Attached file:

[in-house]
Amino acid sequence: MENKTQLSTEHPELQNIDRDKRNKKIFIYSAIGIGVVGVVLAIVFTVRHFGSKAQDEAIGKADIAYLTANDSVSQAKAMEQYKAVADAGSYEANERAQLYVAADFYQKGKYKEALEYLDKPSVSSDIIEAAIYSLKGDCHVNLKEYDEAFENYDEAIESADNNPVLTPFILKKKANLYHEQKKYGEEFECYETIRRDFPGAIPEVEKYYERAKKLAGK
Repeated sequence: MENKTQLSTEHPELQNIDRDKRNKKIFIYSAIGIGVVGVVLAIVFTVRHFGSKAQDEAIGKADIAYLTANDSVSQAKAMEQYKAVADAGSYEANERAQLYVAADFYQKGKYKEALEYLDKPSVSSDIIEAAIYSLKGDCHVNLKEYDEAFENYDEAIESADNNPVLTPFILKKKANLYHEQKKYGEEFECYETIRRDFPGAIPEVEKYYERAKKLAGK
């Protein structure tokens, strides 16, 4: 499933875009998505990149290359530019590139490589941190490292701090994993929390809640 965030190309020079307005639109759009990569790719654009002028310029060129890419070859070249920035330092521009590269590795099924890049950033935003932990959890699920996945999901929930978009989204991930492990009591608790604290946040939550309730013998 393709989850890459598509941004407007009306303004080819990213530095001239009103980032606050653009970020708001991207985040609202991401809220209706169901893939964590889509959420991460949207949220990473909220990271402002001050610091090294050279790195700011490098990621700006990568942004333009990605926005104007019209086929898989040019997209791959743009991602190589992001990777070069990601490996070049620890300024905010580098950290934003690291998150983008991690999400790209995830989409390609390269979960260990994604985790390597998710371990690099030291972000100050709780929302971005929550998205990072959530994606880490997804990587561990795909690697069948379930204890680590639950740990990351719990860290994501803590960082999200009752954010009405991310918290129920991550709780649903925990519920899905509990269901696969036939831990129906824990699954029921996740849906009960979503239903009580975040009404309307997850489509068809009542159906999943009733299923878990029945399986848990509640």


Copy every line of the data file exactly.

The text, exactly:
[in-house]
Amino acid sequence: MENKTQLSTEHPELQNIDRDKRNKKIFIYSAIGIGVVGVVLAIVFTVRHFGSKAQDEAIGKADIAYLTANDSVSQAKAMEQYKAVADAGSYEANERAQLYVAADFYQKGKYKEALEYLDKPSVSSDIIEAAIYSLKGDCHVNLKEYDEAFENYDEAIESADNNPVLTPFILKKKANLYHEQKKYGEEFECYETIRRDFPGAIPEVEKYYERAKKLAGK
Repeated sequence: MENKTQLSTEHPELQNIDRDKRNKKIFIYSAIGIGVVGVVLAIVFTVRHFGSKAQDEAIGKADIAYLTANDSVSQAKAMEQYKAVADAGSYEANERAQLYVAADFYQKGKYKEALEYLDKPSVSSDIIEAAIYSLKGDCHVNLKEYDEAFENYDEAIESADNNPVLTPFILKKKANLYHEQKKYGEEFECYETIRRDFPGAIPEVEKYYERAKKLAGK
């Protein structure tokens, strides 16, 4: 499933875009998505990149290359530019590139490589941190490292701090994993929390809640 965030190309020079307005639109759009990569790719654009002028310029060129890419070859070249920035330092521009590269590795099924890049950033935003932990959890699920996945999901929930978009989204991930492990009591608790604290946040939550309730013998 393709989850890459598509941004407007009306303004080819990213530095001239009103980032606050653009970020708001991207985040609202991401809220209706169901893939964590889509959420991460949207949220990473909220990271402002001050610091090294050279790195700011490098990621700006990568942004333009990605926005104007019209086929898989040019997209791959743009991602190589992001990777070069990601490996070049620890300024905010580098950290934003690291998150983008991690999400790209995830989409390609390269979960260990994604985790390597998710371990690099030291972000100050709780929302971005929550998205990072959530994606880490997804990587561990795909690697069948379930204890680590639950740990990351719990860290994501803590960082999200009752954010009405991310918290129920991550709780649903925990519920899905509990269901696969036939831990129906824990699954029921996740849906009960979503239903009580975040009404309307997850489509068809009542159906999943009733299923878990029945399986848990509640």